Sorry . . . you made a classic error.
(I'm familiar with it . . . I've made it enough times.)
The error is perhaps the most insidious one.. .
Subtract from both sides:
Square both sides:
Square both sides again. . ← Here!
. . . . . . This is not true.
When you squared, you multiplied the left side by ,
. . the right by
And you know what happens . . .
You are mis-using equality signs, if you must do it this way you should be using bi-implication " "
If you handed this in to me for marking I don't think you would get more than 10% of the available marks for it as it is.
4.2426^2>18 and 1.75^2>3
p.s. I assume that you know how to find approximate roots by averaging. I had a whole presentation on maple, but MHF will not let me upload. Maybe this'll help
p.s.s I only had to repeat twice for the approximation of root18 and once for root3. It only took a second!
p.s.s.s. If you would like to see my maple presentation of this concept, send me a pm and I'll send it to you.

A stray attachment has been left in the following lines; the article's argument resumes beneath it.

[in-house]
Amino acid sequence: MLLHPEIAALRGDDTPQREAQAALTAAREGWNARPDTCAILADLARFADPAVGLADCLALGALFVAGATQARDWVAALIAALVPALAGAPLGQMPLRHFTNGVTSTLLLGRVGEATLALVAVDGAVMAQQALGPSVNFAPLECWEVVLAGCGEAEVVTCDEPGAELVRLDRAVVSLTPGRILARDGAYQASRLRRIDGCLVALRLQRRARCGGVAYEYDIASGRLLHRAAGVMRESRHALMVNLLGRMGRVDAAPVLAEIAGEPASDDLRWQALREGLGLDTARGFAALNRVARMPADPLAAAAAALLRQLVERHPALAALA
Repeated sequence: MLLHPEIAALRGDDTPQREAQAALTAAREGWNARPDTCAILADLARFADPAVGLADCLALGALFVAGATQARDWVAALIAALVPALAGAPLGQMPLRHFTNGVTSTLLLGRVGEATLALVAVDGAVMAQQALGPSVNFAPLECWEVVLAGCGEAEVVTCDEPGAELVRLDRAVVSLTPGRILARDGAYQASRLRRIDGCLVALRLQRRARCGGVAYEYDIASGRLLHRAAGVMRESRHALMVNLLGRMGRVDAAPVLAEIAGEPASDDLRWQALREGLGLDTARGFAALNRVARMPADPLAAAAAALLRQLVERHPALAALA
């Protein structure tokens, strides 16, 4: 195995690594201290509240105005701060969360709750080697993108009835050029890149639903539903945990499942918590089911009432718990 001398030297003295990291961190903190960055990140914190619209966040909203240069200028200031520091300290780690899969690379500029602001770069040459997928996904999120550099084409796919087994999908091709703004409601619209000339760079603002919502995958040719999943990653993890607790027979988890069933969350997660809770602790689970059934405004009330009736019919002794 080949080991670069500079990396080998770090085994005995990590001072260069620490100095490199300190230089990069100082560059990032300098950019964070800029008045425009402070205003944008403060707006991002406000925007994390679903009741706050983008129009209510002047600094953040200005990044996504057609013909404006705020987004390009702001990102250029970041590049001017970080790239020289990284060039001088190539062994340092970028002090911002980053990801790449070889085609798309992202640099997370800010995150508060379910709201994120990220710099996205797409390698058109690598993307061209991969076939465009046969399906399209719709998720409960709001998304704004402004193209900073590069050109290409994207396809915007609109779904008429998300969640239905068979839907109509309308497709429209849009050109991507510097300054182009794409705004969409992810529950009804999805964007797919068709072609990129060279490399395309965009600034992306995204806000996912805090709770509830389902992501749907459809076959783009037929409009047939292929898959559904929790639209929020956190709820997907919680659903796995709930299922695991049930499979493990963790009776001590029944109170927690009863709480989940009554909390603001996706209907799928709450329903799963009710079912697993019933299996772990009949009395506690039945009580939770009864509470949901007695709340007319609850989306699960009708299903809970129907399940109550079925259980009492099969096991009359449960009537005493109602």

Babylonian method
Graph charting the use of the Babylonian method for approximating the square root of 100 (10) using start values x0=50, x0=1, and x0=-5. Note that using a negative start value yields the negative root.
Perhaps the first algorithm used for approximating is known as the "Babylonian method", named after the Babylonians, or "Heron's method", named after the first-century Greek mathematician Heron of Alexandria who gave the first explicit description of the method. It can be derived from (but predates) Newton's method. This is a quadratically convergent algorithm, which means that the number of correct digits of the approximation roughly doubles with each iteration. It proceeds as follows:
It can also be represented as:
- Start with an arbitrary positive start value x0 (the closer to the root, the better).
- Let xn+1 be the average of xn and S / xn (using the arithmetic mean to approximate the geometric mean).
- Repeat steps 2 and 3, until the desired accuracy is achieved.
This algorithm works equally well in the p-adic numbers, but cannot be used to identify real square roots with p-adic square roots; it is easy, for example, to construct a sequence of rational numbers by this method which converges to + 3 in the reals, but to − 3 in the 2-adics.